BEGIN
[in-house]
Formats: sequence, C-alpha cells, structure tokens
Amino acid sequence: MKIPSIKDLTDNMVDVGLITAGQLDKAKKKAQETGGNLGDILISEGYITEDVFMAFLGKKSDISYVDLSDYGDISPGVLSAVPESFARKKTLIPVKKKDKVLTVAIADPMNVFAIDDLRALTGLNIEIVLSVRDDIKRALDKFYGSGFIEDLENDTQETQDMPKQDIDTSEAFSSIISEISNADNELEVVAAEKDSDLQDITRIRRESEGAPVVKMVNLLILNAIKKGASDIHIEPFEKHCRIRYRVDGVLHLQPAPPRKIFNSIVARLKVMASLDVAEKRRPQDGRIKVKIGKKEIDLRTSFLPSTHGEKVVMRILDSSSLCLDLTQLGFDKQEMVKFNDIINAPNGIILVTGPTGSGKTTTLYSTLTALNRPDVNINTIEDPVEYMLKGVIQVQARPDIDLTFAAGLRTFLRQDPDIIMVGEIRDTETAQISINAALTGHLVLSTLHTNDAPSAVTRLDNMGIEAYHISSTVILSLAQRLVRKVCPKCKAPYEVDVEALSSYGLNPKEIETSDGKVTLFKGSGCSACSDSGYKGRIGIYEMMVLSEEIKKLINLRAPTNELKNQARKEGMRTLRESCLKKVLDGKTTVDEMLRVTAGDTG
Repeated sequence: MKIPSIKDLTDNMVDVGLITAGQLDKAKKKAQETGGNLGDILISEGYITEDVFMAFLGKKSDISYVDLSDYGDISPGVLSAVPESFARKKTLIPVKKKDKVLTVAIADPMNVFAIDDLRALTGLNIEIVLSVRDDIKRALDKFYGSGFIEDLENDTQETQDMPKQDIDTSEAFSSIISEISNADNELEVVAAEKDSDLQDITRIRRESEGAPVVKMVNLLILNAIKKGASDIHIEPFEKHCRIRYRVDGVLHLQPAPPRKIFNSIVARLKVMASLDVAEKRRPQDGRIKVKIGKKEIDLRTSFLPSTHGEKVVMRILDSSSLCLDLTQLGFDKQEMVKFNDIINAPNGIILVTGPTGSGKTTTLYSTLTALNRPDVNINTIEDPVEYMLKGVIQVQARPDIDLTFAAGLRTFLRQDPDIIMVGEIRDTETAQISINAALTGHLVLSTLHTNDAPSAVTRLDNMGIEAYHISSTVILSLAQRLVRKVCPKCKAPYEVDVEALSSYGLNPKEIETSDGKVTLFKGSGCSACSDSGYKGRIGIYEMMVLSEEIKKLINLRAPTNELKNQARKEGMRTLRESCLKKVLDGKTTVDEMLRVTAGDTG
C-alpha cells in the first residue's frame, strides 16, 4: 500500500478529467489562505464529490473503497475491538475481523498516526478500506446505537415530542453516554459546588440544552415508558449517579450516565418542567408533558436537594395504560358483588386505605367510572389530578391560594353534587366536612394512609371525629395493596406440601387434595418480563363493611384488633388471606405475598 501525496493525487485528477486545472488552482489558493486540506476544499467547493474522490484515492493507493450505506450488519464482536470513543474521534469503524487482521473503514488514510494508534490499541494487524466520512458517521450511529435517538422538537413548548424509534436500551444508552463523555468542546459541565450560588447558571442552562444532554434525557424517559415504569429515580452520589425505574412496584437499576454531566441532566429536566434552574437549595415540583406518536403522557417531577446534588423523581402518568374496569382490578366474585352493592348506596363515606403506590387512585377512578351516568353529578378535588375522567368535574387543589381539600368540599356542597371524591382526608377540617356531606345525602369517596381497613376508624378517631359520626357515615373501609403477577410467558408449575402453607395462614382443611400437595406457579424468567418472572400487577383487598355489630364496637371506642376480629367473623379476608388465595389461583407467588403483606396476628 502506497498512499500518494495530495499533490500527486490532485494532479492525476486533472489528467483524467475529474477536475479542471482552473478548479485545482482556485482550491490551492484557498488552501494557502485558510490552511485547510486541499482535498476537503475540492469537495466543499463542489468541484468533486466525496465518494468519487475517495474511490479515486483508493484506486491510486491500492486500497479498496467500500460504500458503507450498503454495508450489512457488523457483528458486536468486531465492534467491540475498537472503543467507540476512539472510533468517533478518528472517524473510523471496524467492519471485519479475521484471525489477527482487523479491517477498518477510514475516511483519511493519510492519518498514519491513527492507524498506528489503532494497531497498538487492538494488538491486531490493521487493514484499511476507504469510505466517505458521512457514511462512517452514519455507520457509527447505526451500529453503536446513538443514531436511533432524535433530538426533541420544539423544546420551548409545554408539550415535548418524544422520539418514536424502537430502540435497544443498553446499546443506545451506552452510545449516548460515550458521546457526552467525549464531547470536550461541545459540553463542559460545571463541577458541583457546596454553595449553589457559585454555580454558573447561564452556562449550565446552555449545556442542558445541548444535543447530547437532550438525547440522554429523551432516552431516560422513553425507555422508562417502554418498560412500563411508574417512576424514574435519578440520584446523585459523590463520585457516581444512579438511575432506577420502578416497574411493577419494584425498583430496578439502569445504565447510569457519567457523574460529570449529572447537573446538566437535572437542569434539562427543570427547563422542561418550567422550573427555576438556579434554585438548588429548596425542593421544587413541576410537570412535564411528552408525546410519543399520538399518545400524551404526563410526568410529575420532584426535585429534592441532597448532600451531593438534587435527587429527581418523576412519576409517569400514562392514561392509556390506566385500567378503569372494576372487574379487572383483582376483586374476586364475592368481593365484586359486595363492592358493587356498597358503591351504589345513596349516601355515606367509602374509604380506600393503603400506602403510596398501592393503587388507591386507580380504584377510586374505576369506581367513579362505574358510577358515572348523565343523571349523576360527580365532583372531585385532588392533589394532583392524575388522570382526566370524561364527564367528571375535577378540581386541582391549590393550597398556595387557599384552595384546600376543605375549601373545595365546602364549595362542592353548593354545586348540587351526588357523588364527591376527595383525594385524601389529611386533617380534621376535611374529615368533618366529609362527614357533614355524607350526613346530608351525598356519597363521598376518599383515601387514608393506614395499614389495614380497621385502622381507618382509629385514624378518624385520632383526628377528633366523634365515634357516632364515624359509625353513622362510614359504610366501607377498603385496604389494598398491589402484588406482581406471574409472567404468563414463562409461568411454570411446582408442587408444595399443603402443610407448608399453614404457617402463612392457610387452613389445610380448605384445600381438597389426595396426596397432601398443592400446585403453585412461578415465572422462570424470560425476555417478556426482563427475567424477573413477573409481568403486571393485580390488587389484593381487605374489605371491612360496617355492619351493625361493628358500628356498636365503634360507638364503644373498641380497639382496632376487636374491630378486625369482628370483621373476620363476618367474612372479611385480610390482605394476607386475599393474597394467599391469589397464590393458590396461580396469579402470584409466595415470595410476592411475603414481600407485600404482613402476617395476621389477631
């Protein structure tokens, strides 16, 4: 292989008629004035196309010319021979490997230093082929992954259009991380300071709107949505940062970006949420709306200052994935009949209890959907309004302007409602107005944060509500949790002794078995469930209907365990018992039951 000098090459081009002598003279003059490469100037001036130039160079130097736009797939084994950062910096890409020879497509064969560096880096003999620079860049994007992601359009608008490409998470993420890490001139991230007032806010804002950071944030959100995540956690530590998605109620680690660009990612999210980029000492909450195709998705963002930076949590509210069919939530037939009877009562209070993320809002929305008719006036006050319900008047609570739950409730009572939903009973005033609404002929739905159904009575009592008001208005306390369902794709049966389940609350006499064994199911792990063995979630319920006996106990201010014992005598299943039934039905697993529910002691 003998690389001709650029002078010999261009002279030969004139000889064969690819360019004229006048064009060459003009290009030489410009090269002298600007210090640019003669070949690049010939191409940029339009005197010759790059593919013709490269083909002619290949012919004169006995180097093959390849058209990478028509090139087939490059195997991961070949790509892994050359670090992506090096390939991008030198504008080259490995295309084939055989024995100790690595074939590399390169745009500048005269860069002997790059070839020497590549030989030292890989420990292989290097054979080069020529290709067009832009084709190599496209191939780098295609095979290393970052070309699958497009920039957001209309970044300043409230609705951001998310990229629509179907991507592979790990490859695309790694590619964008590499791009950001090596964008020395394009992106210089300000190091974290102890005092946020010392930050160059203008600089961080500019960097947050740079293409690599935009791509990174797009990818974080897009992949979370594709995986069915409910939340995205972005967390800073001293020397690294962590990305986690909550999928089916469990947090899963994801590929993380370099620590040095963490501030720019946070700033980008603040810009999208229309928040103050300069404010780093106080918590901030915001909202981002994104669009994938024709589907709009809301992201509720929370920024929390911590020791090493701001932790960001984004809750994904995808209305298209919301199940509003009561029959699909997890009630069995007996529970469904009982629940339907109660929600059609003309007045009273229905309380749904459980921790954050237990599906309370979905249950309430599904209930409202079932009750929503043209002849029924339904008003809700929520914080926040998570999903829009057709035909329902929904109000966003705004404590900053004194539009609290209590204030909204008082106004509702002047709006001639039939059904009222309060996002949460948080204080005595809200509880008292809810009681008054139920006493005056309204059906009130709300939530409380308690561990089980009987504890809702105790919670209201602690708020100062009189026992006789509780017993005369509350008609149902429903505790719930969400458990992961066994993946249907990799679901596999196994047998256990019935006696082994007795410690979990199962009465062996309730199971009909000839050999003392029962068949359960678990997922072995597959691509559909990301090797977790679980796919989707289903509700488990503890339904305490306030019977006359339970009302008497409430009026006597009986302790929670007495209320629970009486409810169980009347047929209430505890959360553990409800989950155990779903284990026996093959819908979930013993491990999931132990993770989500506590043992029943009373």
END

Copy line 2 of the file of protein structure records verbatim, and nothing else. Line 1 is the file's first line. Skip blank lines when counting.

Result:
Formats: sequence, C-alpha cells, structure tokens